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      Chronic back pain and major depression in the general Canadian population :

      ,

      Pain

      Elsevier BV

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          Most cited references 13

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          Chronic pain-associated depression: antecedent or consequence of chronic pain? A review.

          To determine the current status for the association of chronic pain and depression and to review the evidence for whether depression is an antecedent or consequence of chronic pain (CP). A computer and manual literature review yielded 191 studies that related to the pain-depression association. These reports were reviewed and sorted into seven categories relating to the topic of this paper. Eighty-three studies were then selected according to inclusion criteria and subjected to a structured review. Any medical treatment setting including pain treatment as inclusion criteria for selection of studies. Any patients with any type of chronic pain. The reviewed studies were consistent in indicating that there is a statistical relationship between chronic pain and depression. For the relationship between pain and depression, there was greater support for the consequence and scar hypotheses than the antecedent hypothesis. Depression is more common in chronic pain patients (CPPs) than in healthy controls as a consequence of the presence of CP. At pain onset, predisposition to depression (the scar hypothesis) may increase the likelihood for the development of depression in some CPPS. Because of difficulties in measuring depression in the presence of CP, the reviewed studies should be interpreted with caution.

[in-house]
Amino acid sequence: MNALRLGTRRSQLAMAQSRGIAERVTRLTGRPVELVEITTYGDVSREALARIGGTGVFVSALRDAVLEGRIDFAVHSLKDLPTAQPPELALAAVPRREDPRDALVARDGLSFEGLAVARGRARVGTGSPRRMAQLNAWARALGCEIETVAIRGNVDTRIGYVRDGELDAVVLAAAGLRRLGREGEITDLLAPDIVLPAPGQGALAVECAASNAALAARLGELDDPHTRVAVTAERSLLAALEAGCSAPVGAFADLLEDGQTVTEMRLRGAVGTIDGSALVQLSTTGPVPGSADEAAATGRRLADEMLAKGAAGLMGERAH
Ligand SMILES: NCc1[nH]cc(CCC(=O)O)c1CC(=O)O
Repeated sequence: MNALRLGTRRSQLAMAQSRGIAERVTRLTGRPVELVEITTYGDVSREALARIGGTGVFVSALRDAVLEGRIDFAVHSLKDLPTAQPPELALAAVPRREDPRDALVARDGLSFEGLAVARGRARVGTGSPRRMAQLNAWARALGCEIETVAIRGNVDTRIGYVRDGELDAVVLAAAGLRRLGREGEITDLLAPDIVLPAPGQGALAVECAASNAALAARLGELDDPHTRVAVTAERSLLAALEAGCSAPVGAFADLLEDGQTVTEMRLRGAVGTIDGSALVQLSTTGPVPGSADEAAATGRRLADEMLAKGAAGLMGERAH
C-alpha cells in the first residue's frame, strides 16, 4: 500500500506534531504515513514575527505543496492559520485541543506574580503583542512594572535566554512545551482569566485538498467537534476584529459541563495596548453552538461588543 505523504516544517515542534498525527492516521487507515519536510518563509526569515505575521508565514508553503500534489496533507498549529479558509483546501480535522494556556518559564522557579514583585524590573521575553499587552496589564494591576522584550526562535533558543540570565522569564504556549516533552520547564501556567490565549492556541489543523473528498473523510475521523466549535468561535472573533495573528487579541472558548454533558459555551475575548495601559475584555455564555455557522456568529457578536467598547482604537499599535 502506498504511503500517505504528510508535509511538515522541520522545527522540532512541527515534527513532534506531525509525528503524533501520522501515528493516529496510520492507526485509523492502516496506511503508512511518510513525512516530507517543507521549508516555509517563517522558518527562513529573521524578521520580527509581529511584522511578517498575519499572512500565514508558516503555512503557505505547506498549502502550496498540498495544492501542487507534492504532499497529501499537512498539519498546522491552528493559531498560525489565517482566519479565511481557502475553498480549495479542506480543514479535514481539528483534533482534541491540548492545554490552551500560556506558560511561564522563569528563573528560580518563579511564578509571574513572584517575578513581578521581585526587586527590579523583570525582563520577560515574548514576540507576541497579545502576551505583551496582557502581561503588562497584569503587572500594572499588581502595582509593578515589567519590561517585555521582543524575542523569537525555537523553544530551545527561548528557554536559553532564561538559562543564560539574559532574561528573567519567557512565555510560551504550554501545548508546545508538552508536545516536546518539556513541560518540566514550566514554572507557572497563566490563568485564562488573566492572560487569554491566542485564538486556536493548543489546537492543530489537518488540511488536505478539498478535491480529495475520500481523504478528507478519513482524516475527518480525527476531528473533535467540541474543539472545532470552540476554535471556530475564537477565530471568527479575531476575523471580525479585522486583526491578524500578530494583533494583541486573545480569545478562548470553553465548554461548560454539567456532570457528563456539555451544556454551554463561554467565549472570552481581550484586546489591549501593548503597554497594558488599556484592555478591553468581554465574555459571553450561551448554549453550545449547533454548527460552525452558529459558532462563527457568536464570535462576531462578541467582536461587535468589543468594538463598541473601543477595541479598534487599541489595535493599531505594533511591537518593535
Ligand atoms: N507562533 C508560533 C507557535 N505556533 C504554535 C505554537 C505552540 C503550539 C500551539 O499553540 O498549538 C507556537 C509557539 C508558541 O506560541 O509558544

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            Epidemiologic Study of Sleep Disturbances and Psychiatric Disorders

             Daniel Ford (1989)
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              Depression, disability days, and days lost from work in a prospective epidemiologic survey.

              We describe the relationship of depression and depressive symptoms to disability days and days lost from work in 2980 participants in the Epidemiologic Catchment Area Study in North Carolina after 1 year of follow-up. Compared with asymptomatic individuals, persons with major depression had a 4.78 times greater risk of disability (95% confidence interval, 1.64 to 13.88), and persons with minor depression with mood disturbance, but not major depression, had a 1.55 times greater risk (95% confidence interval, 1.00 to 2.40). Because of its prevalence, individuals with minor depression were associated with 51% more disability days in the community than persons with major depression. This group was also at increased risk of having a concomitant anxiety disorder or developing major depression within 1 year. We conclude that the threshold for identifying clinically significant depression may need to be reevaluated to include persons with fewer symptoms but measurable morbidity. Only by changing our nosology can the societal impact of depression be adequately addressed.
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                Author and article information

                Journal
                Pain
                Pain
                Elsevier BV
                0304-3959
                2004
                January 2004
                : 107
                : 1
                : 54-60
                Article
                10.1016/j.pain.2003.09.015
                © 2004

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